Stocks running out of steam
Markets underwhelmed for a second day with multiple global benchmarks pulling back from record highs. The declines have been light so there’s no justification for alarm. After a five-day winning streak markets are looking a bit tired. If there were to have been any catalyst for the resumption of risk-taking, it wasn’t to be found in President Donald Trump’s press (bashing) conference.
A double digit surge to record highs in Unilever shares as well as a weaker pound meant the FTSE 100 outperformed European peers. The British pound dipped but there was a mixed reaction in retail stocks after UK retail sales fell for a third month. The prolific pace of consumer spending since the EU referendum was never going to be sustainable month after month.
Marmite deal spreads joy for shareholders
Unilever shares rose over 14% to hit an all-time high after it received and rejected a £112m bid from Kraft Heinz. It would be the second biggest takeover in corporate history and create a mammoth consumer goods company.
Unilever shares kept the bulk the day’s gains, despite the offer being rejected signalling shareholders are confident the deal can still go through. The $50 per share offers amounts to about £40 and Unilever shares spent most of the day above £37.
It’s not surprising to see Unilever reject the first offer, that’s par for the course in takeovers. Unilever shares were at £38 as recently as October so £40 is only a 5% premium on that basis. The statement from Kraft Heinz confirming the offer sounded confident a deal could be agreed. With Warren Buffet behind the scenes, we don’t think Kraft will overpay but could stretch to the equivalent of £45 per share.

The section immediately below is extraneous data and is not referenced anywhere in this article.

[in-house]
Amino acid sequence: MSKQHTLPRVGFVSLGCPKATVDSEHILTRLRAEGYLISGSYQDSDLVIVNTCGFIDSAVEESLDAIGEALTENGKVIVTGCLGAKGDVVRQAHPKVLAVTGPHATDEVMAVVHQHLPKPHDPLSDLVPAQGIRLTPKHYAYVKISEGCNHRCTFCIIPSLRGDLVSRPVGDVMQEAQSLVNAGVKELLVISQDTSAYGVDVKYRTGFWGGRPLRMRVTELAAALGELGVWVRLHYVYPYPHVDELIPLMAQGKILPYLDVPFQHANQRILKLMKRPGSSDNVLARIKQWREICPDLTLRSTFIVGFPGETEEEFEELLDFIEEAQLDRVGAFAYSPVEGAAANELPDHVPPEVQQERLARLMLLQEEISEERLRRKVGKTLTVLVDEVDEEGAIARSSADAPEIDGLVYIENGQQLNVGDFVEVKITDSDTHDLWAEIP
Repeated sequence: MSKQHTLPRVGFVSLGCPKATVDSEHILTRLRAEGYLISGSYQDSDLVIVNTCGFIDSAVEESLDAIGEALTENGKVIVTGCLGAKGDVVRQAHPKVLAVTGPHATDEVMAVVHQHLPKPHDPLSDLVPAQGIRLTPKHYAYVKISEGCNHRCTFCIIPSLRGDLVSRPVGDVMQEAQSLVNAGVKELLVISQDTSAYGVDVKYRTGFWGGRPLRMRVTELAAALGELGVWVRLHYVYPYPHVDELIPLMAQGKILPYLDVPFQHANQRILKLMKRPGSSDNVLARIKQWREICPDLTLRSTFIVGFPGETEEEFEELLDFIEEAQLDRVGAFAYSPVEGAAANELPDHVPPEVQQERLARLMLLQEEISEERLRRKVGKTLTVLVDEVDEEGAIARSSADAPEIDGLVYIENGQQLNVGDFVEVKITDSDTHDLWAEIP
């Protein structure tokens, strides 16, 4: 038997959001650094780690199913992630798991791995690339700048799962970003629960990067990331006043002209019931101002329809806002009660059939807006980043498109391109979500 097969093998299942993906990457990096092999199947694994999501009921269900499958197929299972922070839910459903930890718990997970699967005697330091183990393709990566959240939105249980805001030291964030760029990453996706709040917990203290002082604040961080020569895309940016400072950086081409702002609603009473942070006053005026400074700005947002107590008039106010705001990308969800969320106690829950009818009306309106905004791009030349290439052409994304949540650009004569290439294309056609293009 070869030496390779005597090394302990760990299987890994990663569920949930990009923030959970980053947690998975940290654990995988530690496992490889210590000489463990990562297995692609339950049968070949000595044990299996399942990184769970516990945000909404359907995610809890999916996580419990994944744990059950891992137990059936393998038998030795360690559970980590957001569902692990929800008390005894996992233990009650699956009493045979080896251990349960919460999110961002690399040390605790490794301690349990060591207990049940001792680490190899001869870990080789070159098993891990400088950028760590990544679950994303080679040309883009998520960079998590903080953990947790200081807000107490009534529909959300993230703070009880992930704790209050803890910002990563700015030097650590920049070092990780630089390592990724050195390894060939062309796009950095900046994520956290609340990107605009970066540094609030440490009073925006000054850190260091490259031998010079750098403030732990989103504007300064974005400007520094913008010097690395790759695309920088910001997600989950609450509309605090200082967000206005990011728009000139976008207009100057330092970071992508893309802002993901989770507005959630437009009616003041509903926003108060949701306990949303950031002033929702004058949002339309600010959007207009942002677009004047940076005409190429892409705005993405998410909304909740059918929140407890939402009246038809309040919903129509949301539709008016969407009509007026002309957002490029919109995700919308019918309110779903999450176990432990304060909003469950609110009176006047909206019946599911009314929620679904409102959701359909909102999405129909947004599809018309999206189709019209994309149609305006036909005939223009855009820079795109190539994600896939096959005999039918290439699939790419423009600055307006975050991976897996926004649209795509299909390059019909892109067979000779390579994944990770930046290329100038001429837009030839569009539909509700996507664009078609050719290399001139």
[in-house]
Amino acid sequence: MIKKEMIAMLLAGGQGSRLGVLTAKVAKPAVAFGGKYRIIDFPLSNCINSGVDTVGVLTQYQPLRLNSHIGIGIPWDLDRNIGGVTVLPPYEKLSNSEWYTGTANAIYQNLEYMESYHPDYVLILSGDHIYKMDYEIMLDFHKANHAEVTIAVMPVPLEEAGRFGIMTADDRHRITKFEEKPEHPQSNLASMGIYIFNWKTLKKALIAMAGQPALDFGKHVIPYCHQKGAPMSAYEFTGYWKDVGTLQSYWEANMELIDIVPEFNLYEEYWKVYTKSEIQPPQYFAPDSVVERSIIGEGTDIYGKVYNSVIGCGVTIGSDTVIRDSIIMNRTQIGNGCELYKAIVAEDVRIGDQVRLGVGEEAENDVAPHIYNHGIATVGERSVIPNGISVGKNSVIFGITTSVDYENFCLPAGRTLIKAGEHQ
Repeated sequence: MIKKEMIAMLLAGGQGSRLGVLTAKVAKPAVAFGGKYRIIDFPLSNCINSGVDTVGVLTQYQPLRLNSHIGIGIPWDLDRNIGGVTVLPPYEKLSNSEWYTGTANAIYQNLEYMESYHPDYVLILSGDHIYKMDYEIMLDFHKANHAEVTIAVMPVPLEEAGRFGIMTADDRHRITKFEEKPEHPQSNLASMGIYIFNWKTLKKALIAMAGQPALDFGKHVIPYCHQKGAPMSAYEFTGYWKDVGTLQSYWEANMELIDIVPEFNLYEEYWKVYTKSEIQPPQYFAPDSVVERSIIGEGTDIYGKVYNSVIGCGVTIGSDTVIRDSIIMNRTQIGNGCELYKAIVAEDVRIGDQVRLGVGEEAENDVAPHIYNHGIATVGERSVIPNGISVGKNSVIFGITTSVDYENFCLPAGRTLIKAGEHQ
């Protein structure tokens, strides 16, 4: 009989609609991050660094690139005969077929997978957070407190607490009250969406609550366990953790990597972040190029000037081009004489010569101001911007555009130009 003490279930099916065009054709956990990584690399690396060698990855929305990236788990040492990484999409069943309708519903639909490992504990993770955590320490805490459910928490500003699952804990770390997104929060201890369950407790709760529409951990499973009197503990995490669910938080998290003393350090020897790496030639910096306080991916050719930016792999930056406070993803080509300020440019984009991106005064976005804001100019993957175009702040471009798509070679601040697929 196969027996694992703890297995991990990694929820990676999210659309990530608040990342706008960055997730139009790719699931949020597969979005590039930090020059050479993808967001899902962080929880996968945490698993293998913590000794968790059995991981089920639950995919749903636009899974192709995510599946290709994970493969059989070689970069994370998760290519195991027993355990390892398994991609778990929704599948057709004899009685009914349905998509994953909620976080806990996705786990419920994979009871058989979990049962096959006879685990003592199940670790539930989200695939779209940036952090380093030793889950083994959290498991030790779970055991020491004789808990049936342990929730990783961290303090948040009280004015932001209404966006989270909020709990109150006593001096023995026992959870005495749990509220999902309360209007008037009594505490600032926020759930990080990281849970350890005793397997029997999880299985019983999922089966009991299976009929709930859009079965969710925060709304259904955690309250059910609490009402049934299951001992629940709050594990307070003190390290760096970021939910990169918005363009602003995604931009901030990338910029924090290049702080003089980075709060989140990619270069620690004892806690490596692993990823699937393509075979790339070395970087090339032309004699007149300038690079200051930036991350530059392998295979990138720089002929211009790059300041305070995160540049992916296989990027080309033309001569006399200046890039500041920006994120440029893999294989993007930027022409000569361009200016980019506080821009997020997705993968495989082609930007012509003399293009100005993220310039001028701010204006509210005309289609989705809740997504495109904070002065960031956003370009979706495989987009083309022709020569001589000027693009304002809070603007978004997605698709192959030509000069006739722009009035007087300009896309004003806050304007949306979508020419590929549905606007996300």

We see the attraction from a Kraft standpoint. Merger synergies for such similar businesses should be significant, the combined company’s pricing power will be massive and interest rates are low to finance the deal. Still we question its merit and think if Kraft, or indeed Unilever were looking to buy growth, they’d be better doing so buying into smaller, niche companies. From a Unilever perspective, the prospect of higher input prices in the UK and other parts of the world while retailers squeeze them and other suppliers to keep prices low may be enough to want to sell out.
Should the deal meet shareholder approval, its sheer size will undoubtedly raise questions with regulators. Whichever way you swing it, this deal will mean less choice for consumers. Ultimately we think the deal should pass competition authorities. So long as it doesn’t involve a tax inversion the US should be happy, Theresa May’s industrial strategy has been nowhere to be seen and the EU may force some asset sales but will ultimately let it through.
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